for the united states trade on woodside and russia and the united states walked away but could we convince people that they need to be there? that is a question. >> host: but our footprint will be much smaller civic that is the choice beer making but it is a different kind of the print if you had colleges like the one that i went to or 10 of these spread throughout the tribal areas think of a future generation the direction of the nation we value education and the lot and a compassionate civil society not the fact with missiles and drones. so the paradigm can go maybe brought up if the debate begins so i hope we act as a catalyst. >> host: professor, how does the suny shi'ah issue that we have talked about the last 10 years play into this? >> it does a and it doesn't the last she a minority plays an important role in the army. it isn't out in the service but what suicide bombers and the taliban are doing with the extreme understanding of the suny they also target the shia. that is appalling and a complete breakdown no government can allow that but it happens. iran has a strong shi'ah power with i
members that include the united states, china, it includes russia. russia is really neither an economic or military superpower except in regards to its nuclear arsenal. and then we have friends and britain and here we have two very much medium powers that are not economic heavyweights, you still exert a great deal of forward and influence in world affairs. a large part of that as leverage they security council itself. we have no india, no brazil, no party from outside this kind of frozen group. and this is, i think, an enormous problem for the security council and one that there's probably no structural way to overcome. the reason why is pretty simple. if you say to any of the current members, why did she set on down, france and britain come you guys had to combine in a single european union fee. and then there's a lot of hemming and hauling it in the meantime, germany pops up and says pet, we are actually one of the world's great economic superpowers. we have no military to speak of and we cannot do anything, but we pay for everything, so we actually deserve a seat. she say we know how
or the power in the world so they include the united states, china, and includes russia but russia is neither an economic or military superpower accept in regards to its use nuclear arsenal. then we have france and britain, and here we have the median of powers that are not economic heavyweights in the world and yet still exert a great deal of force in the world affairs a great deal of influence on world affairs but a large part of that is actually a leveraged by the security council itself. we have no india, we have no prez sell -- brazil, no party outside of this kind of frozen grouper and this is i think again the enormous problem for the security council and no structural way to overcome. the reason why is pretty simple. why don't you step on down. there is a lot and in the meantime germany pops up and says we are one of the world's greatest economic superpowers and we can't do anything from the marshall standpoint but we pay for everything so we deserve a seat we dhaka the military either we should have a seat because we are an economic superpower and some very powerful country which say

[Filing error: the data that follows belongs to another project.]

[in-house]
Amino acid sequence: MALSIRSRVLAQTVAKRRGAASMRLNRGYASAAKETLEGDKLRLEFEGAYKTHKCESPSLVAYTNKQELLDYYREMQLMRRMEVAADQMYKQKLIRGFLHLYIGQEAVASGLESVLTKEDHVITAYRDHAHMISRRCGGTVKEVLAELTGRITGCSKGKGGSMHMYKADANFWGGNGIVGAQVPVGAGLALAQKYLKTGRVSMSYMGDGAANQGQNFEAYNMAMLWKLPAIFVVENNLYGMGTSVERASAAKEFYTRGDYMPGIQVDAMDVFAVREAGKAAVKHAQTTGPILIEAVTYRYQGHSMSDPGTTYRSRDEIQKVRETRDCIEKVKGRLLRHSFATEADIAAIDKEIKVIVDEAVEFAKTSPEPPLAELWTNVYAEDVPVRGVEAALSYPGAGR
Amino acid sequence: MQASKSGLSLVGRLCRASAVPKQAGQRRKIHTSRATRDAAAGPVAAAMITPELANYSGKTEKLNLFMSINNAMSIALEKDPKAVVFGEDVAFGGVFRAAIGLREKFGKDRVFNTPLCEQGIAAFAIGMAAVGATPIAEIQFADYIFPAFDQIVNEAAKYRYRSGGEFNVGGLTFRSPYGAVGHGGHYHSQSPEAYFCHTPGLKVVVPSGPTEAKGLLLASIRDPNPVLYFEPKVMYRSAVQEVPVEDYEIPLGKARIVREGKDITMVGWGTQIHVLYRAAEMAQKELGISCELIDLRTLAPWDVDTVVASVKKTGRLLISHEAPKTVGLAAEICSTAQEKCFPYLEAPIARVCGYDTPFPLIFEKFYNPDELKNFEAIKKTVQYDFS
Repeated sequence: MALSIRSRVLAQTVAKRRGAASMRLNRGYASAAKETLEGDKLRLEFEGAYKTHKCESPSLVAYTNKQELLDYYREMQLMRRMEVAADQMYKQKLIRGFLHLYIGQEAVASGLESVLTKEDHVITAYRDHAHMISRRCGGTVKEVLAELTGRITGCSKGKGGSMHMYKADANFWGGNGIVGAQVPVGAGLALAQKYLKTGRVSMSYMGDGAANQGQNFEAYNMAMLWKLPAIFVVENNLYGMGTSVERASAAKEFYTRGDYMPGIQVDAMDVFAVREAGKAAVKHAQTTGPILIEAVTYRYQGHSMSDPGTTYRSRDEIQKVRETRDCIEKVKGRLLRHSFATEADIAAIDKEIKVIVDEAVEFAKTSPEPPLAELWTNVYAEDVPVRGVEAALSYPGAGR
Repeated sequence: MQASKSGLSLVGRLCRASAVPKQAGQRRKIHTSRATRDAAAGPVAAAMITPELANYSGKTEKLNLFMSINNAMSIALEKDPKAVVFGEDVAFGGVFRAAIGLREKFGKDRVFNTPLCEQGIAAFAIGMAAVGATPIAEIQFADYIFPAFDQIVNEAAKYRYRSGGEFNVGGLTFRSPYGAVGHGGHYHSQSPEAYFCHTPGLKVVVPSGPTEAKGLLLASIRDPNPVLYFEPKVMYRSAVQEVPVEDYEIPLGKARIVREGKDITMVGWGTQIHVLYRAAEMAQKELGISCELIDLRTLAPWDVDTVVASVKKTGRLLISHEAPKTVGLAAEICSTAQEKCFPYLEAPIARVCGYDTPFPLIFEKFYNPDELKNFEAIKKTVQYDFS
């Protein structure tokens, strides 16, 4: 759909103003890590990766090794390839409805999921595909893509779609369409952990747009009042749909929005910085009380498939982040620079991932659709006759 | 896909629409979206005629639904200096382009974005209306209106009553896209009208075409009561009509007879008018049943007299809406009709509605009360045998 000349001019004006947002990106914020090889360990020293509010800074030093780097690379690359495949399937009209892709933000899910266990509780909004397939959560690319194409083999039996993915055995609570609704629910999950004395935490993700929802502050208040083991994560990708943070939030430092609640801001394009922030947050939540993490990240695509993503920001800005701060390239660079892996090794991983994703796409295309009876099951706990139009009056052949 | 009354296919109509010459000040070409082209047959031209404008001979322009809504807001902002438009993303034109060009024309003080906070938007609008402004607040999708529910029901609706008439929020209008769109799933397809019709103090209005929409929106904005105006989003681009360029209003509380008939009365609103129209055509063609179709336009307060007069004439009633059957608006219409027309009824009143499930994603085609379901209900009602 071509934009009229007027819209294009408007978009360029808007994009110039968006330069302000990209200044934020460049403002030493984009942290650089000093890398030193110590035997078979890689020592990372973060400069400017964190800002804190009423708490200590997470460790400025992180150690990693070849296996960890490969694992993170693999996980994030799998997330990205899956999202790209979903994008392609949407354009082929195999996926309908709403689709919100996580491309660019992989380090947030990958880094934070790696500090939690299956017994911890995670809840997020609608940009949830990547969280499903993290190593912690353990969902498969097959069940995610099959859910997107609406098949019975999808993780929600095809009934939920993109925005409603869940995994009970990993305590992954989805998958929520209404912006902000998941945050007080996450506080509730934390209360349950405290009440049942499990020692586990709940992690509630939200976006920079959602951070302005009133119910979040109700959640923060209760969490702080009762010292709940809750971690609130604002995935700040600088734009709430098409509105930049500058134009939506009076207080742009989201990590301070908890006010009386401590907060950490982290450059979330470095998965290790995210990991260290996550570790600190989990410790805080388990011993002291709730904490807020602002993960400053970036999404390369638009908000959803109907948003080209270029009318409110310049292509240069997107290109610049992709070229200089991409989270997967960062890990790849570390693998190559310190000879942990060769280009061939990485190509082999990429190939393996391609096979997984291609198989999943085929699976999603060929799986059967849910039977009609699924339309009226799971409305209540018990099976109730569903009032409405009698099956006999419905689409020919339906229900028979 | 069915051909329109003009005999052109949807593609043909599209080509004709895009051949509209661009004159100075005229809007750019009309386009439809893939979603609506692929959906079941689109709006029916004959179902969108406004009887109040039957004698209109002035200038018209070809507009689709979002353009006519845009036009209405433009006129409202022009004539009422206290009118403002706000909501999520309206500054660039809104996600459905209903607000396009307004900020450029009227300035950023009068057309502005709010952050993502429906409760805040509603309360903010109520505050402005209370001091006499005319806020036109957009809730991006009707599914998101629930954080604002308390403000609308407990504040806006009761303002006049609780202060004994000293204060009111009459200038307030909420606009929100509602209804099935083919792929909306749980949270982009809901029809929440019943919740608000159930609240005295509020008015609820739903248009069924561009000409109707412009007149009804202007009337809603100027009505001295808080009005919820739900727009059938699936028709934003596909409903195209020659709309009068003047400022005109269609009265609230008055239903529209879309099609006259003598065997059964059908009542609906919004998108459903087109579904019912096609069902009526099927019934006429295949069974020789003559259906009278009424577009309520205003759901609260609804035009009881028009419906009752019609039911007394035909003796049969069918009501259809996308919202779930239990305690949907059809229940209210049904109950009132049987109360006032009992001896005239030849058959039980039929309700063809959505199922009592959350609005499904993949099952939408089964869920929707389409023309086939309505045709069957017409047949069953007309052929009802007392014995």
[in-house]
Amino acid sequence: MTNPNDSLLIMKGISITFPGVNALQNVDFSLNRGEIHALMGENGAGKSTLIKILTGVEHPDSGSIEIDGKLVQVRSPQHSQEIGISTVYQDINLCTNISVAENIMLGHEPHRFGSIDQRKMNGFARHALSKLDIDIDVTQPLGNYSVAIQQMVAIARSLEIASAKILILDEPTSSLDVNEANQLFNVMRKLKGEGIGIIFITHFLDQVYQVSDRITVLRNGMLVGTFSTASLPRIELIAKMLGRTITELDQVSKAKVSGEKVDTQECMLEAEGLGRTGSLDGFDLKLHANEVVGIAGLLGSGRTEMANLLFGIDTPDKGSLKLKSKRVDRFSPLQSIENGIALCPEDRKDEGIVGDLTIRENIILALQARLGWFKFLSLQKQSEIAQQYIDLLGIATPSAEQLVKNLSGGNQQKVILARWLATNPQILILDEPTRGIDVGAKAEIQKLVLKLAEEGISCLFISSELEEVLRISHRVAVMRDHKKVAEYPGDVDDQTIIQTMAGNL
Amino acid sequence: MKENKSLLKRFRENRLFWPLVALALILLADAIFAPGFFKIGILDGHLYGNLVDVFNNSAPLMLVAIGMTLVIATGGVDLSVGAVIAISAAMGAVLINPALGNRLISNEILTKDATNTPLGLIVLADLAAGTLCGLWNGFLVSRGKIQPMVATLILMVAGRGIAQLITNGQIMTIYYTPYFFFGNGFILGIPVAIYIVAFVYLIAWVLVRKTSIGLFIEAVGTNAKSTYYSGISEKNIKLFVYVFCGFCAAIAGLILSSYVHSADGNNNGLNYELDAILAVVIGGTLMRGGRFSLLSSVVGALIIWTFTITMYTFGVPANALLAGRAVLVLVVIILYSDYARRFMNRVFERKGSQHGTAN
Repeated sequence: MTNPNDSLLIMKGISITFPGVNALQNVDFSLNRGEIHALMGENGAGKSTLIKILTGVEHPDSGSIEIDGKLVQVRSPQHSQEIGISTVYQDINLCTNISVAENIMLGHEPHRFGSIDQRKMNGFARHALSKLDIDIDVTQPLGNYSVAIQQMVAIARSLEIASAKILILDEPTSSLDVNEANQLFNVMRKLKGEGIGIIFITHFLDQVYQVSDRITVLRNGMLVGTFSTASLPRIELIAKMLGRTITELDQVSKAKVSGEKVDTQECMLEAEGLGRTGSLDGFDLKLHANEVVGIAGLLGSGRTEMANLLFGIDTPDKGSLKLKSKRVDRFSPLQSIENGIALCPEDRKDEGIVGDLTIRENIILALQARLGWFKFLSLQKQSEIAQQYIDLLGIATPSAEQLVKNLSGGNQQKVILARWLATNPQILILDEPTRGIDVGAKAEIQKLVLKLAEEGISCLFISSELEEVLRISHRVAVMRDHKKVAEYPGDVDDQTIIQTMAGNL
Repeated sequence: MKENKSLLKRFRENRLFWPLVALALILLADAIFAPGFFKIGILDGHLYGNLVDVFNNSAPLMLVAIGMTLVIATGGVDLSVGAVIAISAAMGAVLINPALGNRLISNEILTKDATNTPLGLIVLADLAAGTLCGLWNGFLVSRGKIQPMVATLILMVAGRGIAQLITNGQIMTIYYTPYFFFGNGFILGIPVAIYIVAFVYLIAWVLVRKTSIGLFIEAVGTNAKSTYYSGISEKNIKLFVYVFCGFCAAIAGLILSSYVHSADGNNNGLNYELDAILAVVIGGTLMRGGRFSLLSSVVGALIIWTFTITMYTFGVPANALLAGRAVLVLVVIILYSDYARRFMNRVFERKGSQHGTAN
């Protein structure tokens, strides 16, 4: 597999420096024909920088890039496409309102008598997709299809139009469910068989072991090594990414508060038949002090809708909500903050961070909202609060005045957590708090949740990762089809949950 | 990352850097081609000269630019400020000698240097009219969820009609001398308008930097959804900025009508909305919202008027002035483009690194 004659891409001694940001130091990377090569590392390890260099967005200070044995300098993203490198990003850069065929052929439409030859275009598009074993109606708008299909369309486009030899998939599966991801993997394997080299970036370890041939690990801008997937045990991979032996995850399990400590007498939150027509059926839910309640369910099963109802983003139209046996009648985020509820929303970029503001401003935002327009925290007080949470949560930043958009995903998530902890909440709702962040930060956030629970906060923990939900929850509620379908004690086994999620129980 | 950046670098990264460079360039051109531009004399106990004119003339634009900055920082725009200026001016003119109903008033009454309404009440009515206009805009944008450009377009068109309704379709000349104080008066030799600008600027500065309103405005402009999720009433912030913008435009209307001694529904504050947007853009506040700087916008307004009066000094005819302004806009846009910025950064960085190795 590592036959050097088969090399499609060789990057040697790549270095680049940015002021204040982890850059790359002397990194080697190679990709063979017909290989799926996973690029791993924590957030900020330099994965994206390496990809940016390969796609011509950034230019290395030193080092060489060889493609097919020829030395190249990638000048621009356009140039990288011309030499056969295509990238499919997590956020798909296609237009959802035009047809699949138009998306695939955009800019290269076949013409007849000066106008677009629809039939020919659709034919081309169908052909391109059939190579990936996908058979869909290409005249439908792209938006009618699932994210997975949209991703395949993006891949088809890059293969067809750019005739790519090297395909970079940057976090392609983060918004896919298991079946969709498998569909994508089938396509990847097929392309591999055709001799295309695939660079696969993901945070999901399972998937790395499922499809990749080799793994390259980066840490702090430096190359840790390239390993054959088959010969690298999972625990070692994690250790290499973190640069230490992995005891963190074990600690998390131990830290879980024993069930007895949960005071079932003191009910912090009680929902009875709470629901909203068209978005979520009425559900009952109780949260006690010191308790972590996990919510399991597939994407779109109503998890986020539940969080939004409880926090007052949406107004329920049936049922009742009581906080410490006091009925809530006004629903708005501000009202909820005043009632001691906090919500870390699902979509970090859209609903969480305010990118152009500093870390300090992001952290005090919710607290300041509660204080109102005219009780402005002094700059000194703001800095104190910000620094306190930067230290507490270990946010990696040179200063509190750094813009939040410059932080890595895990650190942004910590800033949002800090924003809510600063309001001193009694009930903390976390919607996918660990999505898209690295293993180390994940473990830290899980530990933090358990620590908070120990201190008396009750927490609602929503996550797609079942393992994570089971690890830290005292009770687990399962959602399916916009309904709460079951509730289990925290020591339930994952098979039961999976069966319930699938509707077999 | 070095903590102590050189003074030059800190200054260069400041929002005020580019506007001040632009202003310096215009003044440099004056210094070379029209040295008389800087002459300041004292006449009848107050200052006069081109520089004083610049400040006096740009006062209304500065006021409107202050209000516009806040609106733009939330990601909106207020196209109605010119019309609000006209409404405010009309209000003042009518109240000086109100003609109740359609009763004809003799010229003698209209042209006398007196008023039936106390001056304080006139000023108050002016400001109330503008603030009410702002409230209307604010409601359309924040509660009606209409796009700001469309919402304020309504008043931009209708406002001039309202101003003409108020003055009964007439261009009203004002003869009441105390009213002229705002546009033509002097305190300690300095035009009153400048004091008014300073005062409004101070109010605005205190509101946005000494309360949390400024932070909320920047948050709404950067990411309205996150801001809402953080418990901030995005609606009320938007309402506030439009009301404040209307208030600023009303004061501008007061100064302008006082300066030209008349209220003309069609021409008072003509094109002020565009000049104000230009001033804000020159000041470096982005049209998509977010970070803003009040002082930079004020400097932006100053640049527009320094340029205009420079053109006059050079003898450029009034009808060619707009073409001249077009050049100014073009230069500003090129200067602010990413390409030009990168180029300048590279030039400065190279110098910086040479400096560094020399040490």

in those components on that part. you know, just as an aside, in talking about another country, russia, you know, russia desperately wants to reintroduce its self to the rest of the world. and not in some of the way that it has been. they have this opportunity with a g20 coming of in september. crystal ball. do you see anything from a coordinations standpoint from veggie 20 coming out of this? you see russia's image changing? >> well, i think this is a bigger opportunity for the prime minister to show what could happen. we will just have to see. they're sitting and these are reserves. we know where the price of oil is, but there are a lot of problems. and so we have tessie weather, you know, russia can show that it is taking some of these reforms it needs to take. we will see, and this is a perfect opporunity to do so. so far, i think, as i said, the only g20 meeting that really did anything positive was the one in london, and i give credit to gordon brown, that was his greatest moment, i think, at that particular time. the i mean, you have had very well organized meetings. i was in korea.